TB I’m a bit biased here. There are many people who don’t have all the traditional curatorial background and credentials, but they have a perception and a vision. The curatorial work is part of their practice. Just being credentialed isn’t the right way anymore in mostly anything — the way artists are educated, the way curators are educated, and the way people are educated. Just because people have MBAs and PhDs doesn’t mean the world is in a better place. The artist support system has become overly dependent on credentials. There are many extraordinarily gifted artists — self-taught, community-based, without BFAs and MFAs who, unfortunately, too often remain under-recognized and undervalued.
NF In an ideal world, what would artist education and training look like?
TB Clearly a pre-K to 12 support system is essential; knowledgeable arts teachers in the schools are critical along with access to outside professionals — artists and cultural institutions. You need a sequential understanding of the disciplines themselves as well as their relation to the curriculum. Out of that environment, some students will show some talent. And those talented people need to be nurtured — whatever that means, especially so they can believe in themselves. Often when someone is talented, she or he needs to be nurtured and mentored in an appropriate preprofessional environment, both in special classes and schools during schooltime and after. Then, if someone is nuts about going on, how does one advance education and training?
This opens up the whole messy issue of access and affordability. Who gets to go on to postsecondary education? Who can get into and attend most BFA, MFA programs? What can we do to make artist-training programs more inclusive — not just with international students and others who can afford tuition, but with domestic students of color and others who deserve the opportunity but simply require much more economic support than is presently available?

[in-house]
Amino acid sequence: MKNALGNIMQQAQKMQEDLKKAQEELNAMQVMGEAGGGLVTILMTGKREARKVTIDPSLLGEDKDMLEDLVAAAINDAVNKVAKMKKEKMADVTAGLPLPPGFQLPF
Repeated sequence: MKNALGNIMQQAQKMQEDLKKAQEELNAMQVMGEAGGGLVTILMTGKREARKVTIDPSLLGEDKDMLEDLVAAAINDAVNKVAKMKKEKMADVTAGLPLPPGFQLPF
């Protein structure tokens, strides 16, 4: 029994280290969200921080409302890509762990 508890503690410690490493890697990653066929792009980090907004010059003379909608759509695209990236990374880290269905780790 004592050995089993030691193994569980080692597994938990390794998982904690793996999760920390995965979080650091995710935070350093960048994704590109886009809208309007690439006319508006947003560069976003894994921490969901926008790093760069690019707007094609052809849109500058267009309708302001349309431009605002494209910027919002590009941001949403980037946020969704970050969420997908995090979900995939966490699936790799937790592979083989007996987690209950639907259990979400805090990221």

NF In other words the equity issue . . .
TB Increasingly, I feel we must look at strengths and weaknesses of the community college system as an arts gateway for people. I don’t know the system well enough to know what it might offer. But I keep wondering if there’s a mapping or inventory needed of all the arts disciplines in this segment of the educational system. I’m looking for different ways because I’m deeply distressed about access and affordability. This is very complicated — there just isn’t enough financial aid available in artist-training institutions. Recent articles discuss how kids of color are not applying or going to key academic institutions. They’re staying close to home for family and economic reasons. That’s why the community college system is inextricably linked to this equity issue. So what then — if you’re talented, but are not in the academic system at all — how does the artist support system embrace those self-taught artists who make work at the community level?
NF You’ve also written about the potential for incentives to address some of the equity issues.
TB Certainly, the student loan situation is ridiculous. How do we build in loan forgiveness for public service in the arts? Other nonfinancial incentives are necessary. If you’re a kid of color and if no one on your faculty looks like you, what is that telling you about the future? When there aren’t enough of your peers on campus, what is that telling you? Moreover, if getting to the academy is a major challenge, increasingly staying in the field is perhaps even more daunting.
The period after a student comes out of the BFA or MFA cocoon is an extremely vulnerable one. It needs to be looked at carefully, as the Strategic National Arts Alumni Project studies are doing. Additionally, most academic institutions don’t take their arts alumni seriously enough because they don’t see them as major donors. Imagine how peer education, lifelong learning, and sharing opportunities can be strengthened through such networks. We need more “jump-start” programs for artists at critical junctures . . . and not just for those with the credentials from the “academy,” but also for people whose work and values are credentialed from their communities. We need a better, more comprehensive and inclusive artist support system for nurturing the increasing numbers of people striving to be “artists.”
NF I read a blog post the other day that quoted Claire Chase, the young musician and founder of the International Contemporary Ensemble. In her commencement address to graduates of Northwestern University’s School of Music she said, “Whether we like it or not, the calling of our generation is not to occupy positions created for us. Our calling is to create positions for ourselves and others, to improvise and blow the ceiling off of anything resembling a limitation. In a word, our calling is to be entrepreneurs.” What’s your take?